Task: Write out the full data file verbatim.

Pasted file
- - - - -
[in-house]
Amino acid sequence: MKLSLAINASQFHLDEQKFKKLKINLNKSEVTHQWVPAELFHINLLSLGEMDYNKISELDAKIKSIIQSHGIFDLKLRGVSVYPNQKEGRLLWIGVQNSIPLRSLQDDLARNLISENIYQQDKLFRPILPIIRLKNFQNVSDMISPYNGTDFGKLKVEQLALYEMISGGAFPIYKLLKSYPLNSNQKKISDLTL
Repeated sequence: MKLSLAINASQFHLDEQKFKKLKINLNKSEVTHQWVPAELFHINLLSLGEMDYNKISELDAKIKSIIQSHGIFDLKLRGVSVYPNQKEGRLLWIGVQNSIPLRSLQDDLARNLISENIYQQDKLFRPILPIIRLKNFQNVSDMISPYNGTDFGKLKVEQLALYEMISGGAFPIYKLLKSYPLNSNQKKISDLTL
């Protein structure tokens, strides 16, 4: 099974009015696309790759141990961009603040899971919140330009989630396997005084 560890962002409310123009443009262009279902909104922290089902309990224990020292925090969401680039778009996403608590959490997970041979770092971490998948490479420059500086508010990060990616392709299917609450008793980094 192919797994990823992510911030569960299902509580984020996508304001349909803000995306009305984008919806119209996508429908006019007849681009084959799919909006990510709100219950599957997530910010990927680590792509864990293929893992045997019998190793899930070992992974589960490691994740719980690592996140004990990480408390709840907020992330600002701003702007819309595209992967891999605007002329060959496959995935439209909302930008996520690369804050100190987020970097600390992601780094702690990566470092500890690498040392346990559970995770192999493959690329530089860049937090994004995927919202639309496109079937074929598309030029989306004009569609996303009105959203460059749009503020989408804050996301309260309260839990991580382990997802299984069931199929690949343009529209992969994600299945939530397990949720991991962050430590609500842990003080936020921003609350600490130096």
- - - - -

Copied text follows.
[in-house]
Amino acid sequence: MKLSLAINASQFHLDEQKFKKLKINLNKSEVTHQWVPAELFHINLLSLGEMDYNKISELDAKIKSIIQSHGIFDLKLRGVSVYPNQKEGRLLWIGVQNSIPLRSLQDDLARNLISENIYQQDKLFRPILPIIRLKNFQNVSDMISPYNGTDFGKLKVEQLALYEMISGGAFPIYKLLKSYPLNSNQKKISDLTL
Repeated sequence: MKLSLAINASQFHLDEQKFKKLKINLNKSEVTHQWVPAELFHINLLSLGEMDYNKISELDAKIKSIIQSHGIFDLKLRGVSVYPNQKEGRLLWIGVQNSIPLRSLQDDLARNLISENIYQQDKLFRPILPIIRLKNFQNVSDMISPYNGTDFGKLKVEQLALYEMISGGAFPIYKLLKSYPLNSNQKKISDLTL
């Protein structure tokens, strides 16, 4: 099974009015696309790759141990961009603040899971919140330009989630396997005084 560890962002409310123009443009262009279902909104922290089902309990224990020292925090969401680039778009996403608590959490997970041979770092971490998948490479420059500086508010990060990616392709299917609450008793980094 192919797994990823992510911030569960299902509580984020996508304001349909803000995306009305984008919806119209996508429908006019007849681009084959799919909006990510709100219950599957997530910010990927680590792509864990293929893992045997019998190793899930070992992974589960490691994740719980690592996140004990990480408390709840907020992330600002701003702007819309595209992967891999605007002329060959496959995935439209909302930008996520690369804050100190987020970097600390992601780094702690990566470092500890690498040392346990559970995770192999493959690329530089860049937090994004995927919202639309496109079937074929598309030029989306004009569609996303009105959203460059749009503020989408804050996301309260309260839990991580382990997802299984069931199929690949343009529209992969994600299945939530397990949720991991962050430590609500842990003080936020921003609350600490130096």